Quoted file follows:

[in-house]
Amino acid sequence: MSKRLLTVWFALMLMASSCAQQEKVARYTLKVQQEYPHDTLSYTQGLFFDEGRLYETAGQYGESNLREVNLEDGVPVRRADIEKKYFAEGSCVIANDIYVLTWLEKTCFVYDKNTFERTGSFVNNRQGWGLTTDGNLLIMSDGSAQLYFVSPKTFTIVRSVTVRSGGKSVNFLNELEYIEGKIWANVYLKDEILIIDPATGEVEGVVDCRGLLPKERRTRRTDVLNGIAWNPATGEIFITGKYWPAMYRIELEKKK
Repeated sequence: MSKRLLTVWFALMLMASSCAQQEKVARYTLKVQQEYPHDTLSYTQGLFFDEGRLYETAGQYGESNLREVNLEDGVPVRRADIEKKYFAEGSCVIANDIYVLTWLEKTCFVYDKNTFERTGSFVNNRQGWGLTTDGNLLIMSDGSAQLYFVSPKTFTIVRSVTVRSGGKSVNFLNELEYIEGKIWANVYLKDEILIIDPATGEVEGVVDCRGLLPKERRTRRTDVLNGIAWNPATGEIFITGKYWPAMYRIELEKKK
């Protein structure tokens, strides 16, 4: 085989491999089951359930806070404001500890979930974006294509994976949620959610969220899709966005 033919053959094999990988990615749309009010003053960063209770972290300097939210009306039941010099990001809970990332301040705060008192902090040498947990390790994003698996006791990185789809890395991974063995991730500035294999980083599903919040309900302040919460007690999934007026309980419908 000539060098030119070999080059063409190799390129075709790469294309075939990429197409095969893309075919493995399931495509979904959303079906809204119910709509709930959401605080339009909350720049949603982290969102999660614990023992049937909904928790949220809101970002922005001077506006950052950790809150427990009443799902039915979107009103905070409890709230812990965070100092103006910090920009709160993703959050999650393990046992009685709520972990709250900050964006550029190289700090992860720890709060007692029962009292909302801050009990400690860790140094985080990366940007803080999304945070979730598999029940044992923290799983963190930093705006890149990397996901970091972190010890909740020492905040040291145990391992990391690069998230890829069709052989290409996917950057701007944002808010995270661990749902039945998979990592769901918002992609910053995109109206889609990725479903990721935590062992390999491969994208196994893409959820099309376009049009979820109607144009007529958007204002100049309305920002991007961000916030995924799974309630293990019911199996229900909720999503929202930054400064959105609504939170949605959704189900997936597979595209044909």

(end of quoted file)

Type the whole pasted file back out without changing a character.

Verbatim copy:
[in-house]
Amino acid sequence: MSKRLLTVWFALMLMASSCAQQEKVARYTLKVQQEYPHDTLSYTQGLFFDEGRLYETAGQYGESNLREVNLEDGVPVRRADIEKKYFAEGSCVIANDIYVLTWLEKTCFVYDKNTFERTGSFVNNRQGWGLTTDGNLLIMSDGSAQLYFVSPKTFTIVRSVTVRSGGKSVNFLNELEYIEGKIWANVYLKDEILIIDPATGEVEGVVDCRGLLPKERRTRRTDVLNGIAWNPATGEIFITGKYWPAMYRIELEKKK
Repeated sequence: MSKRLLTVWFALMLMASSCAQQEKVARYTLKVQQEYPHDTLSYTQGLFFDEGRLYETAGQYGESNLREVNLEDGVPVRRADIEKKYFAEGSCVIANDIYVLTWLEKTCFVYDKNTFERTGSFVNNRQGWGLTTDGNLLIMSDGSAQLYFVSPKTFTIVRSVTVRSGGKSVNFLNELEYIEGKIWANVYLKDEILIIDPATGEVEGVVDCRGLLPKERRTRRTDVLNGIAWNPATGEIFITGKYWPAMYRIELEKKK
């Protein structure tokens, strides 16, 4: 085989491999089951359930806070404001500890979930974006294509994976949620959610969220899709966005 033919053959094999990988990615749309009010003053960063209770972290300097939210009306039941010099990001809970990332301040705060008192902090040498947990390790994003698996006791990185789809890395991974063995991730500035294999980083599903919040309900302040919460007690999934007026309980419908 000539060098030119070999080059063409190799390129075709790469294309075939990429197409095969893309075919493995399931495509979904959303079906809204119910709509709930959401605080339009909350720049949603982290969102999660614990023992049937909904928790949220809101970002922005001077506006950052950790809150427990009443799902039915979107009103905070409890709230812990965070100092103006910090920009709160993703959050999650393990046992009685709520972990709250900050964006550029190289700090992860720890709060007692029962009292909302801050009990400690860790140094985080990366940007803080999304945070979730598999029940044992923290799983963190930093705006890149990397996901970091972190010890909740020492905040040291145990391992990391690069998230890829069709052989290409996917950057701007944002808010995270661990749902039945998979990592769901918002992609910053995109109206889609990725479903990721935590062992390999491969994208196994893409959820099309376009049009979820109607144009007529958007204002100049309305920002991007961000916030995924799974309630293990019911199996229900909720999503929202930054400064959105609504939170949605959704189900997936597979595209044909």